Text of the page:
The catch 22 of any career transition is that hiring managers want to see that you have experience doing the job, but to get that experience you need a job that offers experience. So how can you convince an employer to give you a shot?
Ask for less.
In practice, this means making a smaller ask from the gatekeeper that’s standing in the way of you getting the experience you want. Once you’ve had the experience, you can then ask for slightly more. I think of this as climbing the ladder of legitimacy.
To illustrate, let’s return to Michelle. She’s an architect with dreams of landing a product design role at Slack. In her current role she represents almost every type of risk to her future hiring manager at Slack. She has no experience with Slack’s customer, problem, or solution. Furthermore, her architecture firm is significantly smaller, has grown much slower, and probably has a very different culture. What Michelle does have going for her is a functional skillset that shares a lot of similarities with digital product design.
Assuming Michelle has the intellect and motivation to build the skills she needs, let’s look at how she might climb the ladder of legitimacy to assuage her future hiring manager’s fears.
Rung #1: Contribute to or observe a project for free
This allows Michelle to get her hands dirty with digital product design while mitigating the risk of her involvement by involving more experienced people and not asking for money. While it may seem like a small ask to contribute to a project for free, she’s asking both the other contributors and the client to entrust her with sensitive information and their time.
Rung #2: Lead or play a major role on a project for free
To get here she’ll need to demonstrate that she can make the rest of the team look good by delivering a quality work product in a timely manner. In selecting which projects to work on, she may want to consider projects at companies that are similar to Slack.
Rung #3: Get paid for project work
This will likely be the hardest step of Michelle’s ladder. A few common ways to overcome the challenge of this step:
- Tell clients they only have to pay if they find the work valuable or offer a money-back guarantee
- Ask for a low rate
- Keep the project scope small
- Bring other members on the team with more legitimacy
Rung #4: Find a short-term contract with a client
She’s now asking to not only to get paid, but for more serious responsibility in return for ongoing payment. Of course the contract is limited so the client doesn’t need to fear giving her severance, if things don’t work. If she’s having trouble getting traction at this step, she can always offer her time and abilities for a lower hourly rate. Again, this will be a great opportunity to look for a company with some similarities to Slack.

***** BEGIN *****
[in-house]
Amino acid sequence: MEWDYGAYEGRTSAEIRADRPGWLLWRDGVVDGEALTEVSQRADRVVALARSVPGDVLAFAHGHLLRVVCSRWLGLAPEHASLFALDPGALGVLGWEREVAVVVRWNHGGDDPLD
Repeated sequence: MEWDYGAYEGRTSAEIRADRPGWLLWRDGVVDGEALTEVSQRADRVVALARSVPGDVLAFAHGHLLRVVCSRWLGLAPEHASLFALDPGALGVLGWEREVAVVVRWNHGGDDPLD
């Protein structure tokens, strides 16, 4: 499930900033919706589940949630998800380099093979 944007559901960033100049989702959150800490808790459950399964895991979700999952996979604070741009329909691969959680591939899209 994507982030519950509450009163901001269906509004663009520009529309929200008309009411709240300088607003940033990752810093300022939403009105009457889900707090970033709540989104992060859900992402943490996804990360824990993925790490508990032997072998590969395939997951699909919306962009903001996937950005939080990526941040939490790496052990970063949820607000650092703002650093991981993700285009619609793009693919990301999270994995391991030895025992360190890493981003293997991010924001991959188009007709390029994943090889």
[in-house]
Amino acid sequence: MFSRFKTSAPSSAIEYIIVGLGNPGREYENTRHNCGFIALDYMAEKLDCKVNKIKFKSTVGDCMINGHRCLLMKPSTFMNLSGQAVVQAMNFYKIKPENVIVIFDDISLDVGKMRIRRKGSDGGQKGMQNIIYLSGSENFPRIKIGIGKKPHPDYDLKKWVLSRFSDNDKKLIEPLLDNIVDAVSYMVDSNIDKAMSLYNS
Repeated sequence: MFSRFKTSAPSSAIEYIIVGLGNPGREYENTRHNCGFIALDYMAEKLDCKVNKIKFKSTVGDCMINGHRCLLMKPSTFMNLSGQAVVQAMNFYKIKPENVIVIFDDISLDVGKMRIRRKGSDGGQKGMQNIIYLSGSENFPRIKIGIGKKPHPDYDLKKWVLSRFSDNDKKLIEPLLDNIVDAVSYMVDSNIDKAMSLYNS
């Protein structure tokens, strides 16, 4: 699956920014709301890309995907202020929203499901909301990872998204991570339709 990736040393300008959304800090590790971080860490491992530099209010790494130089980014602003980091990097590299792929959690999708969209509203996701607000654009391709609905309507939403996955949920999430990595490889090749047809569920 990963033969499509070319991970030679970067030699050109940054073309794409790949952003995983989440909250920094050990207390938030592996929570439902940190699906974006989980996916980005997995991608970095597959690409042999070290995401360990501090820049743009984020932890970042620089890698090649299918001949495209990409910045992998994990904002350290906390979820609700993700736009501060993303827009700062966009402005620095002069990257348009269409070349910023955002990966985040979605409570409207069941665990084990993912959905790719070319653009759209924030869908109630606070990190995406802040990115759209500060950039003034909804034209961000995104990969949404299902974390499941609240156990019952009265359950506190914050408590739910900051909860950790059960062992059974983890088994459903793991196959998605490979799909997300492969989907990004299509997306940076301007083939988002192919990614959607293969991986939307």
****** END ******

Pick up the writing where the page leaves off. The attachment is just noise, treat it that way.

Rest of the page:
Rung #5: Get a full-time role in the right function
While this may seem like the top rung of the ladder, Michelle may still be a ways off from her ideal role at Slack. Often, in order to get a company comfortable with making a full-time offer, it’s necessary to take a chance on a small company that no one has heard of or a larger company that’s lost its luster. For those who are able, I think it’s much better in the long run to compromise on taking a lower salary in exchange for a manager or team with more promise.
Rung #6: Land the dream job
Assuming Michelle has kicked ass at her last company, and has gained some relevant experience to match what she wants to do with Slack, she’s now in a much better position to put her hiring manager’s mind at ease.
Keep in mind, that for companies that are really hot (let’s say Slack in 2016, or a company like Opendoor today) she may be looking at a few more rungs between #5 and #6, but the same principles still hold.
In summary, here’s how I view the steps to accomplishing a career transition:
- Figure out your goal
- Develop an understanding of how much risk you’re asking an employer to take on
- Fill in the necessary skill gaps to make a contribution
- Gain experience by contributing your abilities, and asking little in return
- Find ways to represent the contributions you’ve made to future gatekeepers
- Repeat steps 3-5 by contributing in increasingly more meaningful ways, accompanied by slightly larger asks
And, of course, if you, or someone you care about, is going through a transition, don’t hesitate to reach out.